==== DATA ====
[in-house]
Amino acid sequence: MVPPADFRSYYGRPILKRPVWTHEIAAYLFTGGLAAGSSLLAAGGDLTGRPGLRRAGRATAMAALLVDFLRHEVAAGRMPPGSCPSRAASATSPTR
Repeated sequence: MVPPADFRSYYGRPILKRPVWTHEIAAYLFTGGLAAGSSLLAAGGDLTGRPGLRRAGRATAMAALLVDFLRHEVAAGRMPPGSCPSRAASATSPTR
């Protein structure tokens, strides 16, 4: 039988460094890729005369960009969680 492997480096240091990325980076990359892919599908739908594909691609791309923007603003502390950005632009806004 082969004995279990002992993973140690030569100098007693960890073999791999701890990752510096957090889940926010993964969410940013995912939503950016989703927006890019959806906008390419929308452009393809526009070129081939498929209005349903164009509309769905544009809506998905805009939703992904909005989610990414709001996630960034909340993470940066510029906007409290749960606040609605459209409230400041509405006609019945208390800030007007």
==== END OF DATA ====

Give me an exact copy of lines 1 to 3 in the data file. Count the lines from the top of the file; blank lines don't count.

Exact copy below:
[in-house]
Amino acid sequence: MVPPADFRSYYGRPILKRPVWTHEIAAYLFTGGLAAGSSLLAAGGDLTGRPGLRRAGRATAMAALLVDFLRHEVAAGRMPPGSCPSRAASATSPTR
Repeated sequence: MVPPADFRSYYGRPILKRPVWTHEIAAYLFTGGLAAGSSLLAAGGDLTGRPGLRRAGRATAMAALLVDFLRHEVAAGRMPPGSCPSRAASATSPTR